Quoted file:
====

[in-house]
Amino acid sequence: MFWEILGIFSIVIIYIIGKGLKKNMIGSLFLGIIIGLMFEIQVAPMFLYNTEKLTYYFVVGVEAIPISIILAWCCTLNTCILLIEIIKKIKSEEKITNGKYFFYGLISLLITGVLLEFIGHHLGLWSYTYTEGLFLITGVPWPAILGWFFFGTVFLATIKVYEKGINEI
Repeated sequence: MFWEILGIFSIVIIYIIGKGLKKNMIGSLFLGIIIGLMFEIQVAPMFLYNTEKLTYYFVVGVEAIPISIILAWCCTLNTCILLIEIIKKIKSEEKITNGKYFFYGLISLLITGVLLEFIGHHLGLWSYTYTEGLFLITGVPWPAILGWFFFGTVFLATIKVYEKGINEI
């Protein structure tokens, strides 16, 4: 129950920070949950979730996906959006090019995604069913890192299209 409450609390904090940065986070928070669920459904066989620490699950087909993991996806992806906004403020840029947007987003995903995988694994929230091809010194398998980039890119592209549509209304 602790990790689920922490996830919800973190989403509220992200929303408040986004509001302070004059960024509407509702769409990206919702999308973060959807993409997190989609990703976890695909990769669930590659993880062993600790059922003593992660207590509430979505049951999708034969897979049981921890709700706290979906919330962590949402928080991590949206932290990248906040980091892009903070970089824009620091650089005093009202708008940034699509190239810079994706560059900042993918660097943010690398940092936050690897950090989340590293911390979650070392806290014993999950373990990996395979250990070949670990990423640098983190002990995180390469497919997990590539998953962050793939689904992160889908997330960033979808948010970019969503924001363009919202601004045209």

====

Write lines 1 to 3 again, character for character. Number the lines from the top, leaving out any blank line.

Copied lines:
[in-house]
Amino acid sequence: MFWEILGIFSIVIIYIIGKGLKKNMIGSLFLGIIIGLMFEIQVAPMFLYNTEKLTYYFVVGVEAIPISIILAWCCTLNTCILLIEIIKKIKSEEKITNGKYFFYGLISLLITGVLLEFIGHHLGLWSYTYTEGLFLITGVPWPAILGWFFFGTVFLATIKVYEKGINEI
Repeated sequence: MFWEILGIFSIVIIYIIGKGLKKNMIGSLFLGIIIGLMFEIQVAPMFLYNTEKLTYYFVVGVEAIPISIILAWCCTLNTCILLIEIIKKIKSEEKITNGKYFFYGLISLLITGVLLEFIGHHLGLWSYTYTEGLFLITGVPWPAILGWFFFGTVFLATIKVYEKGINEI